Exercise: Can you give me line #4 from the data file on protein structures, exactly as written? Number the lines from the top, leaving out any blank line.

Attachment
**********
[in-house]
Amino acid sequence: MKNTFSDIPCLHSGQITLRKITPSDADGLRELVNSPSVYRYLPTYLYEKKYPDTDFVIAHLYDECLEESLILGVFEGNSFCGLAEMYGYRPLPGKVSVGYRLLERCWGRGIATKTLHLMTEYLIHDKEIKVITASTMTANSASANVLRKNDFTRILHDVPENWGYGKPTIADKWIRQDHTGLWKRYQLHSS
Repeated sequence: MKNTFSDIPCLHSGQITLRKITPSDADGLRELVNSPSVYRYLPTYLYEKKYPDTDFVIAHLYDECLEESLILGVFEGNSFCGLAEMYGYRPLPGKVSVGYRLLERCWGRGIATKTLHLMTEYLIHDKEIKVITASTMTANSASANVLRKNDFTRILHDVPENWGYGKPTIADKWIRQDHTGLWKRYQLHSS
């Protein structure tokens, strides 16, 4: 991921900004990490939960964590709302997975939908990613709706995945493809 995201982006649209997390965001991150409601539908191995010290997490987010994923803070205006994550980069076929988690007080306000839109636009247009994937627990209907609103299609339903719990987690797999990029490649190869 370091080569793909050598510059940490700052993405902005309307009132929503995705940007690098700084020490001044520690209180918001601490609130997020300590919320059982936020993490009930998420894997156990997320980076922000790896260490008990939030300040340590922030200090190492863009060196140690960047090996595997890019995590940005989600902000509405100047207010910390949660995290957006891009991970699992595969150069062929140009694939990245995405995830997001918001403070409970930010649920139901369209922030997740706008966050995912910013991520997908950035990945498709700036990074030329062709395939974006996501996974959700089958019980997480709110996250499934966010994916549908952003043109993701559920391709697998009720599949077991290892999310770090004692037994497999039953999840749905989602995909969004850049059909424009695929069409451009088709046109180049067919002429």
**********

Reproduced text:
């Protein structure tokens, strides 16, 4: 991921900004990490939960964590709302997975939908990613709706995945493809 995201982006649209997390965001991150409601539908191995010290997490987010994923803070205006994550980069076929988690007080306000839109636009247009994937627990209907609103299609339903719990987690797999990029490649190869 370091080569793909050598510059940490700052993405902005309307009132929503995705940007690098700084020490001044520690209180918001601490609130997020300590919320059982936020993490009930998420894997156990997320980076922000790896260490008990939030300040340590922030200090190492863009060196140690960047090996595997890019995590940005989600902000509405100047207010910390949660995290957006891009991970699992595969150069062929140009694939990245995405995830997001918001403070409970930010649920139901369209922030997740706008966050995912910013991520997908950035990945498709700036990074030329062709395939974006996501996974959700089958019980997480709110996250499934966010994916549908952003043109993701559920391709697998009720599949077991290892999310770090004692037994497999039953999840749905989602995909969004850049059909424009695929069409451009088709046109180049067919002429």